Skip to comments.Photographs Of Frontier Life In The West
Posted on 04/23/2014 7:08:08 PM PDT by navysealdad
Between 1887 and 1892, John C.H. Grabill sent 188 photographs to the Library of Congress for copyright protection. Grabill is known as a western photographer, documenting many aspects of frontier life & hunting, mining, western town landscapes and white settlers relationships with Native Americans.
(Excerpt) Read more at angelfire.com ...
a lot of astonishing images of a very very different world.
My grandfather was allegedly born under a wagon somewhere in Kansas..but I have no other details sad to say.
ping for later.
Residents of Sturgis in 1890 could not imagine their main street would one day host thousands of motorcycles way in the future.
I used to think I would have been happy living in those days. In fact, I longed for them.
Today, not so much. Those folks were tough.
The Deadwood Coach riders do have a bureaucratic look about them.
nice, thanks for the link
aha One of Harry Reids Ancestors!???
I have seen a few of those photos published in various publications over the years. Thanks for posting.
love pictures like these. Was on Google Earth looking at what I could find in present day. Many of Deadwood building still there.
Couldn’t find the 1889 City Hall, perhaps demolished.
The ancestors must have ‘tumbled’ in the ‘weeds’
If they had indoor plumbing, I’d go for living back then...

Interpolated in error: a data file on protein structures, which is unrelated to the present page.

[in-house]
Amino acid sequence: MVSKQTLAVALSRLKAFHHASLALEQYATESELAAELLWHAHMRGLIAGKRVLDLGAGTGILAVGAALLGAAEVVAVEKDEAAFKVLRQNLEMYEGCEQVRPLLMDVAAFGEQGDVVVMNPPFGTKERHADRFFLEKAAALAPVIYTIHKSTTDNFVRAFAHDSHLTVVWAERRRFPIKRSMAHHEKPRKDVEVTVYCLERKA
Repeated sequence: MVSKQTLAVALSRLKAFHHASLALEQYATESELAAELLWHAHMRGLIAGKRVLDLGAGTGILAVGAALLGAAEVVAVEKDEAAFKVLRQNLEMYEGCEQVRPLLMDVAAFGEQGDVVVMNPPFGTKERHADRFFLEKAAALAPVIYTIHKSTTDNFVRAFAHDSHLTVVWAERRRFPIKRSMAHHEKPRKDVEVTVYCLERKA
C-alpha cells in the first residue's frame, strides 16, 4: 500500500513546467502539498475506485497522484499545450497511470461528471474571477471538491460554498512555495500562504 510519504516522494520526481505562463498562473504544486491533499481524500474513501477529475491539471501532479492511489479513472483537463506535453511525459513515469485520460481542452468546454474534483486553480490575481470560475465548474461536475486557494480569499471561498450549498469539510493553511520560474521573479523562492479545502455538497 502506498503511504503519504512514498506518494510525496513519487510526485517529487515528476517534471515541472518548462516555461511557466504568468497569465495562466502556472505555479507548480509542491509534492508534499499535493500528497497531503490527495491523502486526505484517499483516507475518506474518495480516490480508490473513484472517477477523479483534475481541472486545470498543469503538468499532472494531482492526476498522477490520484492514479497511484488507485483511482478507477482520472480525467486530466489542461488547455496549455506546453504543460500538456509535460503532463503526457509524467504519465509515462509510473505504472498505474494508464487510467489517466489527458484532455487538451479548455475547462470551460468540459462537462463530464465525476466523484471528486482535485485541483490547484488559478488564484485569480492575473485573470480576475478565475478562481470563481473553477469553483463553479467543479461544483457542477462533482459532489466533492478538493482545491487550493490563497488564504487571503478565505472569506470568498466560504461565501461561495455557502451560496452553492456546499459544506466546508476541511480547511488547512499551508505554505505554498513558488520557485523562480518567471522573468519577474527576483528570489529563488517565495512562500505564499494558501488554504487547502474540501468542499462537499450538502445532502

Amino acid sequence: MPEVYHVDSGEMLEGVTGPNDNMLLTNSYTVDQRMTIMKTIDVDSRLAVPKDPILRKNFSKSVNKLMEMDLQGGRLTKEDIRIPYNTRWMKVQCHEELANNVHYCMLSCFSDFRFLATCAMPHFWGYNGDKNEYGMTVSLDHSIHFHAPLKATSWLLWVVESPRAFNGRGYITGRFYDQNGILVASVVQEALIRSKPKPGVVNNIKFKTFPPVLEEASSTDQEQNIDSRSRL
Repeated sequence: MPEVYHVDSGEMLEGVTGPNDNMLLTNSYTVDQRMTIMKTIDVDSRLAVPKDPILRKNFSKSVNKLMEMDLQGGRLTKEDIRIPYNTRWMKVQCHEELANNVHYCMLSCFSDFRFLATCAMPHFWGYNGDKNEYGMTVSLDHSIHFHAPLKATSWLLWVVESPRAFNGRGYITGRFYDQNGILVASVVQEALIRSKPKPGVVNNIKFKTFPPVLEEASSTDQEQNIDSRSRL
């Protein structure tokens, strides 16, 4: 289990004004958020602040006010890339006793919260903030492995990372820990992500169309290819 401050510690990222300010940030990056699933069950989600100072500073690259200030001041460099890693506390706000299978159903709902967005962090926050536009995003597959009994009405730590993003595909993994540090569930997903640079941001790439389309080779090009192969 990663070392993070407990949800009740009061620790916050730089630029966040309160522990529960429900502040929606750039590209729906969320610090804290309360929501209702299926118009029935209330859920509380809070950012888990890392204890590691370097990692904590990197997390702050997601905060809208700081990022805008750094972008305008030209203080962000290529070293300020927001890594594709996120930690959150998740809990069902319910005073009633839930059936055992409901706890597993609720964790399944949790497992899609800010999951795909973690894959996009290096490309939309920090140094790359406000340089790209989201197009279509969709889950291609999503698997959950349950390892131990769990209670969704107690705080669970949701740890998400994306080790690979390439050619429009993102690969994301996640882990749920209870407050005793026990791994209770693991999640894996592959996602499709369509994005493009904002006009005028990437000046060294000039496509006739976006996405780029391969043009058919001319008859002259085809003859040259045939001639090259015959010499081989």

Lousy food, lousy medicine? As much as I hate the politics of today, it is nicer to be alive today.
Too much horse-sh1t laying around in those days.
you are right on that, but today there is an awful lot of horse dodo coming out of our politicans.
bump for later
Yes. Poo is poo. Doesn’t matter where you are or when you are.
The house had been built by her father and originally resided about two miles out of town until he decided to move it into town. The process required the house to be towed by a large team of mules, rolling the house along the top of the logs, with each log that was passed over immediately put in front of the house.
She recalled how her father had drilled a well for water by utilizing two mules attached to a timber auger as they walked round and round and round.
She also told about how Fridays were special since that was the day they would hop into the horse drawn buggy and ride into town to purchase supplies.......
She had seen almost all that life on the plains had to offer in the early 1900's and her personal account of the great dust bowl years was especially noteworthy.....
Also check out this: http://www.legendsofamerica.com/index.html
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